Where do all those rotting jack-o-lanterns go?
on November 13, 2013
Right now, somewhere on your block, a pumpkin is rotting. If you’re lucky, that somewhere is in a Waste Management-sanctioned green bin, where it can safely decay with other compostable trash, and not on your front porch. It is mid-November, after all.
This time of year, pumpkins become a major player in the composting program run by Waste Management, the North American company in charge of trash in Alameda County. In Oakland, all degenerate Jack-o-lanterns — as long as they are properly discarded in one of those green bins — will be fetched by a WM truck and driven to the Davis Street Resource Recovery Complex in San Leandro.
From there, they head to different facilities around the state, where they will simmer among tree branches, soiled paper plates, and bacon fat for three months, emerging triumphantly as compost, which is then sold in bags or by the truckbed-load at Davis Street.
Waste Management started its Bay Area-based EarthCare product line of compost and mulch in Alameda County in 2005. The local system has been so successful that Davis Street now serves as a model for other facilities across the country. Just last week, a group of Waste Management employees from Florida visited the San Leandro complex, hoping to learn how to replicate the EarthCare line in the Sunshine State. They’ve got plenty of pumpkins down there too.
According to Rebecca Jewell, the recycling program manager at Davis Street, different fruits and vegetables tend to dominate at different times. Pumpkin season may be over, but persimmons are thriving, and your neighbors’ fig tree prospers in June and July and again in September and October, and so on. That leads to surplus and that surplus ends up in Waste Management bins.
Currently, you can spot dashes of orange in the waste piles at the complex’s LEED-certified transfer center, which processes anywhere from 200 to 500 tons of green material each day. Even now, at peak season, pumpkins make up less than 2 percent of all the green waste the facility recycles, Jewell says, but she still considers them a boon.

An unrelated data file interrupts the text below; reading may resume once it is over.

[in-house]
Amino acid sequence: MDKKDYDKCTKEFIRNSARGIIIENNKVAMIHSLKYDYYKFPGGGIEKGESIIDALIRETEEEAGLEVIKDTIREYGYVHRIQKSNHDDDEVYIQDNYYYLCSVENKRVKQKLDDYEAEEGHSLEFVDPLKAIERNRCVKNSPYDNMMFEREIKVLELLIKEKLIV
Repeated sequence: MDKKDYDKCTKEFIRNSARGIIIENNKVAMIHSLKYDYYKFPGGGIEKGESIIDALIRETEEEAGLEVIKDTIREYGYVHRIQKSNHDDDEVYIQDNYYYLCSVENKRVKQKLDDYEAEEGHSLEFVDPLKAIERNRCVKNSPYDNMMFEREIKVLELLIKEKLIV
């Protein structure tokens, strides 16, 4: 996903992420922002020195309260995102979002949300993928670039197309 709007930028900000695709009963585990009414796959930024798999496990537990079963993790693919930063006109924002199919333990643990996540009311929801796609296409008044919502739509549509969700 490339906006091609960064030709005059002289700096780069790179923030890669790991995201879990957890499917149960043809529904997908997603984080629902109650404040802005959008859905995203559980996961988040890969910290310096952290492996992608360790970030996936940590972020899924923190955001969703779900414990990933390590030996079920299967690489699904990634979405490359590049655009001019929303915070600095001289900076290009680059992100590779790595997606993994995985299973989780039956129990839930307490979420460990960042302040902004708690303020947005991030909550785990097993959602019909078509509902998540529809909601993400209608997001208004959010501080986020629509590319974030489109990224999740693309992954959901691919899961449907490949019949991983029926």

For one thing, they hold a lot of water, which helps the microbes involved in composting get the nutrients they need. They’re also high in nitrogen, one of the most important elements needed in composting. That’s why a pumpkin will rot within days of being severed, and one left untouched can last for months. “Once you cut into a pumpkin, you’ve basically unwrapped it…and everything [the microbes] need is right there to begin the decomposition process,” she says.
According to Jewell, the site tends to get more waste in the spring and early summer, and less in the fall and through the rainy winter. November got a little bump from the pumpkins, but once the gourds are gone, it’s slow rolling once again. Until, of course, the holiday season is over and the Christmas trees start rolling in. “Christmas is another fun time, because then the whole site smells like a car scent,” Jewell says.
Though the current batch of pumpkin-laced compost won’t be ready until early next year, there’s a big pile of the brown stuff from this summer at Davis Street right now waiting to be deployed in your home garden – and also bought up by larger customers like CalTrans, which has used compost for erosion control. (The average family generates 2,400 gallons of compostable material a year, Jewell notes — far more than even the largest home garden could absorb.)
But it’s the farmers who are especially important to the composting system – both by growing the produce that eventually ends up in green bins, and by buying much of the compost that Davis Street produces.
In the end, it’s a closed loop. If you put that uneaten cauliflower you bought from the farmers market into your green bin, it will most likely end up back with the farmer you bought it from — as compost.
“It’s like an Elton John song,” Jewell says. “The circle of life.”
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